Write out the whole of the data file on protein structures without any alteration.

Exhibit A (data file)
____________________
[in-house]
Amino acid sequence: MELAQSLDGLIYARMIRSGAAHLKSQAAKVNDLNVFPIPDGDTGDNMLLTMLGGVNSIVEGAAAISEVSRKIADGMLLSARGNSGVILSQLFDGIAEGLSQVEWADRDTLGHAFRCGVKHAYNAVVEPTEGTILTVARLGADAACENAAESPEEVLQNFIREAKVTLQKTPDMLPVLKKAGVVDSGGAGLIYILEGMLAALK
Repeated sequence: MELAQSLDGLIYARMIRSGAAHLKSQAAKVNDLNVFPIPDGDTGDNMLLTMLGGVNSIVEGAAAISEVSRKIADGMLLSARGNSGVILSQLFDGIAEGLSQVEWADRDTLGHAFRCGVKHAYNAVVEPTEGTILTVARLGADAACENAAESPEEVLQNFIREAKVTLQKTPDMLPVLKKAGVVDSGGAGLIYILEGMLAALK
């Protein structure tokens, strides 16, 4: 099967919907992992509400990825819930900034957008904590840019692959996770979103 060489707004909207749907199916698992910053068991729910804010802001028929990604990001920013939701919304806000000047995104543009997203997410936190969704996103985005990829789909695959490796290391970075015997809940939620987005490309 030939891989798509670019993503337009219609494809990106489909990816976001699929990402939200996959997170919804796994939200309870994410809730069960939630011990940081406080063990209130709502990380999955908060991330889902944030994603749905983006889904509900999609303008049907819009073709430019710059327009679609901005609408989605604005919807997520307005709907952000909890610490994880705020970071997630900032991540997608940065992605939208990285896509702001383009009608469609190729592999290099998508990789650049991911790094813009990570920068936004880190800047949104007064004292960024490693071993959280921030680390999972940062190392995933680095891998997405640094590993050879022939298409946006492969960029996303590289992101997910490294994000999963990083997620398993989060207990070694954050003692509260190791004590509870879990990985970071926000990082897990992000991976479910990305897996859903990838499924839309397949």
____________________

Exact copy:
[in-house]
Amino acid sequence: MELAQSLDGLIYARMIRSGAAHLKSQAAKVNDLNVFPIPDGDTGDNMLLTMLGGVNSIVEGAAAISEVSRKIADGMLLSARGNSGVILSQLFDGIAEGLSQVEWADRDTLGHAFRCGVKHAYNAVVEPTEGTILTVARLGADAACENAAESPEEVLQNFIREAKVTLQKTPDMLPVLKKAGVVDSGGAGLIYILEGMLAALK
Repeated sequence: MELAQSLDGLIYARMIRSGAAHLKSQAAKVNDLNVFPIPDGDTGDNMLLTMLGGVNSIVEGAAAISEVSRKIADGMLLSARGNSGVILSQLFDGIAEGLSQVEWADRDTLGHAFRCGVKHAYNAVVEPTEGTILTVARLGADAACENAAESPEEVLQNFIREAKVTLQKTPDMLPVLKKAGVVDSGGAGLIYILEGMLAALK
């Protein structure tokens, strides 16, 4: 099967919907992992509400990825819930900034957008904590840019692959996770979103 060489707004909207749907199916698992910053068991729910804010802001028929990604990001920013939701919304806000000047995104543009997203997410936190969704996103985005990829789909695959490796290391970075015997809940939620987005490309 030939891989798509670019993503337009219609494809990106489909990816976001699929990402939200996959997170919804796994939200309870994410809730069960939630011990940081406080063990209130709502990380999955908060991330889902944030994603749905983006889904509900999609303008049907819009073709430019710059327009679609901005609408989605604005919807997520307005709907952000909890610490994880705020970071997630900032991540997608940065992605939208990285896509702001383009009608469609190729592999290099998508990789650049991911790094813009990570920068936004880190800047949104007064004292960024490693071993959280921030680390999972940062190392995933680095891998997405640094590993050879022939298409946006492969960029996303590289992101997910490294994000999963990083997620398993989060207990070694954050003692509260190791004590509870879990990985970071926000990082897990992000991976479910990305897996859903990838499924839309397949």